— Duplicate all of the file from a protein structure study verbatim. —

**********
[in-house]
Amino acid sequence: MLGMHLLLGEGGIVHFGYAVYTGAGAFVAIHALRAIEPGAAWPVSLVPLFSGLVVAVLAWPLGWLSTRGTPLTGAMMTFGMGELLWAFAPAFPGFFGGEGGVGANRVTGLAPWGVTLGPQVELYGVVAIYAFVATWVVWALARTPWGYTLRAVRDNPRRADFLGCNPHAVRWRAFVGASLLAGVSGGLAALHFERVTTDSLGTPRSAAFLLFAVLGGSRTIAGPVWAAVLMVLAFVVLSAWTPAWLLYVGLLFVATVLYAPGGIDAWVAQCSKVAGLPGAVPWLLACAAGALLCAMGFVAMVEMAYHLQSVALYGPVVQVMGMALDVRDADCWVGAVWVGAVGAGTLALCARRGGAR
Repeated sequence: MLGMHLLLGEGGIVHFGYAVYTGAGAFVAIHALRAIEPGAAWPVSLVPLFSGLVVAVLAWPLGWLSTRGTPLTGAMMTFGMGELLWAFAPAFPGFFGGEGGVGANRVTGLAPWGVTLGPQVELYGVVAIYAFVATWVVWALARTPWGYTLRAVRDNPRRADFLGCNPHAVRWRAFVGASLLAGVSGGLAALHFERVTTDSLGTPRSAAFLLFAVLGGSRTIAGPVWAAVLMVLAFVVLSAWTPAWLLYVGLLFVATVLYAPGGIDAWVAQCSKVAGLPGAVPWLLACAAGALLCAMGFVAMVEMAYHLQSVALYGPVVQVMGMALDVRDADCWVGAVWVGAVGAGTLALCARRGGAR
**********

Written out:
[in-house]
Amino acid sequence: MLGMHLLLGEGGIVHFGYAVYTGAGAFVAIHALRAIEPGAAWPVSLVPLFSGLVVAVLAWPLGWLSTRGTPLTGAMMTFGMGELLWAFAPAFPGFFGGEGGVGANRVTGLAPWGVTLGPQVELYGVVAIYAFVATWVVWALARTPWGYTLRAVRDNPRRADFLGCNPHAVRWRAFVGASLLAGVSGGLAALHFERVTTDSLGTPRSAAFLLFAVLGGSRTIAGPVWAAVLMVLAFVVLSAWTPAWLLYVGLLFVATVLYAPGGIDAWVAQCSKVAGLPGAVPWLLACAAGALLCAMGFVAMVEMAYHLQSVALYGPVVQVMGMALDVRDADCWVGAVWVGAVGAGTLALCARRGGAR
Repeated sequence: MLGMHLLLGEGGIVHFGYAVYTGAGAFVAIHALRAIEPGAAWPVSLVPLFSGLVVAVLAWPLGWLSTRGTPLTGAMMTFGMGELLWAFAPAFPGFFGGEGGVGANRVTGLAPWGVTLGPQVELYGVVAIYAFVATWVVWALARTPWGYTLRAVRDNPRRADFLGCNPHAVRWRAFVGASLLAGVSGGLAALHFERVTTDSLGTPRSAAFLLFAVLGGSRTIAGPVWAAVLMVLAFVVLSAWTPAWLLYVGLLFVATVLYAPGGIDAWVAQCSKVAGLPGAVPWLLACAAGALLCAMGFVAMVEMAYHLQSVALYGPVVQVMGMALDVRDADCWVGAVWVGAVGAGTLALCARRGGAR